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Xenophon mocks Roller to clunker PPL

AAP logoAAP 31/10/2016 Colin Brinsden, AAP Economics Correspondent

Senate powerbroker Nick Xenophon will meet with key ministers this week as the Turnbull government attempts to garner support for some $6 billion in welfare budget cuts.

Topping the agenda will be discussions with Social Services Minister Christian Porter over the government's planned changes to paid parental leave provisions to save $1.2 billion.

The government is pursuing an end to what former Liberal treasurer Joe Hockey labelled "double dipping" - a term Mr Porter is now keen to avoid - to stop new mums accessing the taxpayer-funded minimum wage scheme if their employer is running its own leave plan.

Senator Xenophon mocked the coalition over its lack of consistency on paid parental leave, accusing it of going from former prime minister Tony Abbott's Rolls Royce version to a noisy, oily, two-cylinder East German Trabant.

He told Sky News on Monday his team was still committed to keeping the scheme intact, but would reconsider if it could be made fairer - especially for women on average weekly earnings or less.

The senator will also meet with Treasurer Scott Morrison to discuss budget savings.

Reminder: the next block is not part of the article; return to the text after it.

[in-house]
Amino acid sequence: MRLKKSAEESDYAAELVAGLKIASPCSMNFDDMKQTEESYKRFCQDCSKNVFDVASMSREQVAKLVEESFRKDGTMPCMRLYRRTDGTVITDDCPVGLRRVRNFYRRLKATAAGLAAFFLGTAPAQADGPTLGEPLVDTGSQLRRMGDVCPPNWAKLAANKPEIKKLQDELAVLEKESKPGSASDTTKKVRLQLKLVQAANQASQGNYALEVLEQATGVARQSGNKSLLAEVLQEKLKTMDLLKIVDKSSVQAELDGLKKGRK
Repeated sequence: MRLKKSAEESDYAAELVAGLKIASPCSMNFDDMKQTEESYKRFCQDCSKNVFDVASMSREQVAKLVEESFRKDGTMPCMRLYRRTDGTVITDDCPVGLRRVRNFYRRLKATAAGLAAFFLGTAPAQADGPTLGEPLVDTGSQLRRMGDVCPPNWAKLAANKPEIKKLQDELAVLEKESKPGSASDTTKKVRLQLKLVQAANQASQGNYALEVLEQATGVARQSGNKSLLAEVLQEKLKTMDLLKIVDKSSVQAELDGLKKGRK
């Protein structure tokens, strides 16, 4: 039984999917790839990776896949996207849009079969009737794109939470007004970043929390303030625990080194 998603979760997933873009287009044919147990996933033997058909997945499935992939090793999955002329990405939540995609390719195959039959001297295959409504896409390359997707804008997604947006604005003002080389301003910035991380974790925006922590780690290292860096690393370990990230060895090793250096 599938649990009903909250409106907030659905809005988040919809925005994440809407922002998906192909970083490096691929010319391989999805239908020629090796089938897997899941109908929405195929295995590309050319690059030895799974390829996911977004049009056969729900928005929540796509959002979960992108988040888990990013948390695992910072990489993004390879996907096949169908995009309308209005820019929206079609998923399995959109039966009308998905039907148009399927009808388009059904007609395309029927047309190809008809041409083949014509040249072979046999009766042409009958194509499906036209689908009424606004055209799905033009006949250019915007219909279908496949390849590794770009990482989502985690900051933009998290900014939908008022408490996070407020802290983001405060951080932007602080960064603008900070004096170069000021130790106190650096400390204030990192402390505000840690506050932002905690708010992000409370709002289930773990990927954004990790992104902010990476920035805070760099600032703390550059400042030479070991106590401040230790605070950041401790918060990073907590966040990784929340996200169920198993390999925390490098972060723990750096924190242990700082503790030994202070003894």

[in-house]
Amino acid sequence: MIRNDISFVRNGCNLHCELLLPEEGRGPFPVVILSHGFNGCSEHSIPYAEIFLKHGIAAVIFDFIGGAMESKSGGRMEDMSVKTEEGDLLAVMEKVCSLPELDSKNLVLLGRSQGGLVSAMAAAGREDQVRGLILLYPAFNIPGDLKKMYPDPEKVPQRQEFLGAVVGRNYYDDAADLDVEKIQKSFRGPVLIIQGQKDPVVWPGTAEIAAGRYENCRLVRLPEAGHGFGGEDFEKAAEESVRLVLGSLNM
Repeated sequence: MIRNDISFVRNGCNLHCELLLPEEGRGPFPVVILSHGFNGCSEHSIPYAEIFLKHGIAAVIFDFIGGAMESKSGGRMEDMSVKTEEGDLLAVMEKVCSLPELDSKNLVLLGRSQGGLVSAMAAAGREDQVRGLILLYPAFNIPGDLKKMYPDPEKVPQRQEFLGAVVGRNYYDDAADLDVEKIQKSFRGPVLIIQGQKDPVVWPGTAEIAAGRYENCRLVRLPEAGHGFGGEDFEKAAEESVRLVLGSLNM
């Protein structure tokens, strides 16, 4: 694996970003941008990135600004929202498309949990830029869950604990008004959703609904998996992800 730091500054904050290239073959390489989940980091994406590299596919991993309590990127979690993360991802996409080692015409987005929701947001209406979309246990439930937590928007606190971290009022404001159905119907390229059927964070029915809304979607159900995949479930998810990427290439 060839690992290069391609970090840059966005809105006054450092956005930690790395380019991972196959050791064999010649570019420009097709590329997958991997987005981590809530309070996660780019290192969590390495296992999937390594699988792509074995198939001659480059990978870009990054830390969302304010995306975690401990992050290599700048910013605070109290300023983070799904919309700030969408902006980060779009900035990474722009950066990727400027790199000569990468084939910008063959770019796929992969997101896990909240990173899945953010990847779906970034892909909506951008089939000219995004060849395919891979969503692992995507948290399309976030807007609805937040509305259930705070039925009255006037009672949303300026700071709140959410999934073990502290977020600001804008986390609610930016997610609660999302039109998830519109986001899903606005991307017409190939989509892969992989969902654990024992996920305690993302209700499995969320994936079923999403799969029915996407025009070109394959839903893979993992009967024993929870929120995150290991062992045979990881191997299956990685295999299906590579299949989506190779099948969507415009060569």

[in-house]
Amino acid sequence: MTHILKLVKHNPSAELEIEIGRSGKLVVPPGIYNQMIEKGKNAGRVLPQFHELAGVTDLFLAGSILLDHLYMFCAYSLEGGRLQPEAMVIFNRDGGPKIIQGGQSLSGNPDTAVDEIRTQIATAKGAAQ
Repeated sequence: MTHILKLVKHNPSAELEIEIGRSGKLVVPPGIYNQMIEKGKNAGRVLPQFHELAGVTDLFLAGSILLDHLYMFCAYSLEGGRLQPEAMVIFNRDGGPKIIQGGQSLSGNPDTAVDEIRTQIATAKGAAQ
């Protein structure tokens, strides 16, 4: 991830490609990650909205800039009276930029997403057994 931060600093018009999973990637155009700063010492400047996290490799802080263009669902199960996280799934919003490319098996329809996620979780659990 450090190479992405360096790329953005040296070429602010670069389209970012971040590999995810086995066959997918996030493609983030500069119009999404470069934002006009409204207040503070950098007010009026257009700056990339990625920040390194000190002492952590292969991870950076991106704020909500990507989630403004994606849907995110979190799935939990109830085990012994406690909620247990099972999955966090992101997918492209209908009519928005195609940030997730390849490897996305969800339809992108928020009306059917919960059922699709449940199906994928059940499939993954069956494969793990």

"If we don't make these savings, future generations will be paying more taxes for the benefits that people are currently receiving today," Mr Morrison told Sydney's 2GB radio.

He later told reporters global credit rating agencies have already issued their warning to the parliament about the need to support the government's plan to restore the budget to balance and increase Australia's financial resilience.

The NXT party supports the first stage of the government's 10-year plan to cut the company tax rate, which will affect businesses with a turnover of up to $10 billion for 2016/17.

The cuts for firms with a $25 billion turnover and then up to $50 billion are scheduled for 2017/18 and 2018/19 financial years respectively.

"We still have time to work through that," Senator Xenophon said.

"I believe there ought to be more targeted measures to stimulate economic growth, to stimulate jobs in a real and tangible way ."

The three-strong NXT party has become critical in the passage of legislation in the Senate should Labor and the Greens oppose government measures.

Last week, the treasurer said with the NXT party now in the box seat they can't "squib" their responsibility, comments Senator Xenophon felt were condescending.

"I really like Scott Morrison. We'll have our policy differences, but it was kind of a megaphone lecture," the South Australian senator said.

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